Rob writes a weekly outdoors column and covers energy, environmental and nuclear issues (and lots of other topics) for the metro section. He has been an avid angler and hunter ever since he realized he had neither the aptitude nor the desire to take up golf. He has been a full-time journalist for 28 years, including 11 years as bureau chief in Columbia County. Before joining The Chronicle, he worked at newspapers in Columbia, S.C., and West Palm Beach, Fla. He has edited or authored three reference books on antique fishing tackle; and his freelance work has appeared in Field & Stream, Gray’s Sporting Journal and Georgia Outdoor News. He lives in Evans.
Posted November 20, 2009 02:02 pm

Plant Vogtle: a catalyst for commerce and faster armadillos

Some parts of Burke County are so remote that even the armadillos can cross the road with little to fear.

There are big changes in the wind, though. Just last week, the Girard Mall—once the tiny community’s social hub—reopened its doors, and restarted its gas pumps, after being dormant for more than a year.

The new owner, Curt Ashe, already operated a small grocery just down the street. He decided to buy the mall and move into it.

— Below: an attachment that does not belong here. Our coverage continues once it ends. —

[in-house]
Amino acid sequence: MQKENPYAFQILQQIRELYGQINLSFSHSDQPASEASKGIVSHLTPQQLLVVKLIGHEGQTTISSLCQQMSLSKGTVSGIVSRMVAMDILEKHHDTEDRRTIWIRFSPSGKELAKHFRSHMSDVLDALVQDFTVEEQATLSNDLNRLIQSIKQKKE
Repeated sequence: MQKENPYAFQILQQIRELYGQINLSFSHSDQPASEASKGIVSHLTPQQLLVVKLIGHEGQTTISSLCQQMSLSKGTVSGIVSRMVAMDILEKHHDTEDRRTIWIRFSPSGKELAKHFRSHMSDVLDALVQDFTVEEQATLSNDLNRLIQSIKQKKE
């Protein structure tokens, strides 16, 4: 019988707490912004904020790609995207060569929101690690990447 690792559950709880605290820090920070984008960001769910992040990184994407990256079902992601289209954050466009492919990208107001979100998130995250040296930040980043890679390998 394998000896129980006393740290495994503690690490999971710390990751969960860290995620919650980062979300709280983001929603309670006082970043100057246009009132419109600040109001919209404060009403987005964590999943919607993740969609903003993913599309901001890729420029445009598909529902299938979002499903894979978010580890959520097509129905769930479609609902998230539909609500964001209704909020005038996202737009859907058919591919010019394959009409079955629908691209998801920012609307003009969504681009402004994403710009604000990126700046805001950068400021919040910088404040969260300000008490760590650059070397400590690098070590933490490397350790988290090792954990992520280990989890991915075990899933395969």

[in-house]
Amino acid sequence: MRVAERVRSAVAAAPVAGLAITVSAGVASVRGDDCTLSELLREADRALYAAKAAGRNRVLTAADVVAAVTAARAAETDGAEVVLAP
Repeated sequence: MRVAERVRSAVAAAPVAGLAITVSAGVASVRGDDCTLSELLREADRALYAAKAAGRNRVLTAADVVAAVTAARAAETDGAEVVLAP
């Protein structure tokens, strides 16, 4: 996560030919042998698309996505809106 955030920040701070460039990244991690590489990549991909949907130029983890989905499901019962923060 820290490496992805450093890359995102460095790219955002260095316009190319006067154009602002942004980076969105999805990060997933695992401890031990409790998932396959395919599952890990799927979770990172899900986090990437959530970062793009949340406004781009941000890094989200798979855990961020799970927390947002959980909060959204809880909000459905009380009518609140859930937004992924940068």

“We appreciate your business,” he told me when my sons and I stopped in for hotdogs and Mountain Dew last Sunday. The revitalized mall (it is actually an expanded convenience store) will have deer heads on the wall and an arrowhead collection for all to see.

Not far away, another store has opened its doors at Jenkins Corner; and a few miles down Georgia Hwy. 23 in the Telfair community, workers are beginning to rebuild after an April tornado wiped the A&A Minit Mart literally off the map.

All that activity is just the calm before the storm. There are trailer camps and mobile home parks opening up and rental properties being renovated and furnished.

The catalyst is Plant Vogtle, whose twin cooling towers have been part of the rural landscape for almost three decades. Its owners are planning to add two new reactors that will open in 2016 and 2017, bringing more than 800 permanent jobs and—in the interim—about 3,000 construction jobs.

Coming in our Sunday editions, we will bring you a special report on the project, its technology and the impact it will have across the region.

It will be welcome news for the county’s residents, and for the workers who will fill the many new jobs.

But it might be trouble for those armadillos.